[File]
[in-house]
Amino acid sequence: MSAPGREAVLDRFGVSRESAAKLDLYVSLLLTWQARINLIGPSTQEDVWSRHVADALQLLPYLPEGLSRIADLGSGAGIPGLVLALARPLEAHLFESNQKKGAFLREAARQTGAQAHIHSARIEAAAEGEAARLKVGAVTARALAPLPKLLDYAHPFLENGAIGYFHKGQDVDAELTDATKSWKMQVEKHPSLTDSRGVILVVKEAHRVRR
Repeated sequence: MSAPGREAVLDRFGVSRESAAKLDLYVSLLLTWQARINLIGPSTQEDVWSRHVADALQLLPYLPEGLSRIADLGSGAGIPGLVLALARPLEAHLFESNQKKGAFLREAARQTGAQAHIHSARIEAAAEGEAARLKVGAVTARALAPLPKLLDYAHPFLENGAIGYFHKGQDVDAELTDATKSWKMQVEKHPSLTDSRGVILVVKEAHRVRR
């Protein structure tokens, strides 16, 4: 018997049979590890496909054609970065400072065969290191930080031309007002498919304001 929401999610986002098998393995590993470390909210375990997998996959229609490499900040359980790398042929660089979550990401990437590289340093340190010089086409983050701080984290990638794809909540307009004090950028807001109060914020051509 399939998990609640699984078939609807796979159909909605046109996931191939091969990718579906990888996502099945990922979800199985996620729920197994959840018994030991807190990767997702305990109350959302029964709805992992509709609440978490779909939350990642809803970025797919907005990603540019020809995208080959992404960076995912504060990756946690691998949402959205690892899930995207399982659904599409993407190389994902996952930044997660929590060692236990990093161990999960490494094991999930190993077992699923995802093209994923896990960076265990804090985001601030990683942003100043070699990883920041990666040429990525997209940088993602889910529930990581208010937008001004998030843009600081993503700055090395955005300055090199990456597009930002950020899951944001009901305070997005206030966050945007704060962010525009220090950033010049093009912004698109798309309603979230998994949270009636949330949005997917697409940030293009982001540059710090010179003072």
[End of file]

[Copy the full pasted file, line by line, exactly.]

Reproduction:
[in-house]
Amino acid sequence: MSAPGREAVLDRFGVSRESAAKLDLYVSLLLTWQARINLIGPSTQEDVWSRHVADALQLLPYLPEGLSRIADLGSGAGIPGLVLALARPLEAHLFESNQKKGAFLREAARQTGAQAHIHSARIEAAAEGEAARLKVGAVTARALAPLPKLLDYAHPFLENGAIGYFHKGQDVDAELTDATKSWKMQVEKHPSLTDSRGVILVVKEAHRVRR
Repeated sequence: MSAPGREAVLDRFGVSRESAAKLDLYVSLLLTWQARINLIGPSTQEDVWSRHVADALQLLPYLPEGLSRIADLGSGAGIPGLVLALARPLEAHLFESNQKKGAFLREAARQTGAQAHIHSARIEAAAEGEAARLKVGAVTARALAPLPKLLDYAHPFLENGAIGYFHKGQDVDAELTDATKSWKMQVEKHPSLTDSRGVILVVKEAHRVRR
């Protein structure tokens, strides 16, 4: 018997049979590890496909054609970065400072065969290191930080031309007002498919304001 929401999610986002098998393995590993470390909210375990997998996959229609490499900040359980790398042929660089979550990401990437590289340093340190010089086409983050701080984290990638794809909540307009004090950028807001109060914020051509 399939998990609640699984078939609807796979159909909605046109996931191939091969990718579906990888996502099945990922979800199985996620729920197994959840018994030991807190990767997702305990109350959302029964709805992992509709609440978490779909939350990642809803970025797919907005990603540019020809995208080959992404960076995912504060990756946690691998949402959205690892899930995207399982659904599409993407190389994902996952930044997660929590060692236990990093161990999960490494094991999930190993077992699923995802093209994923896990960076265990804090985001601030990683942003100043070699990883920041990666040429990525997209940088993602889910529930990581208010937008001004998030843009600081993503700055090395955005300055090199990456597009930002950020899951944001009901305070997005206030966050945007704060962010525009220090950033010049093009912004698109798309309603979230998994949270009636949330949005997917697409940030293009982001540059710090010179003072």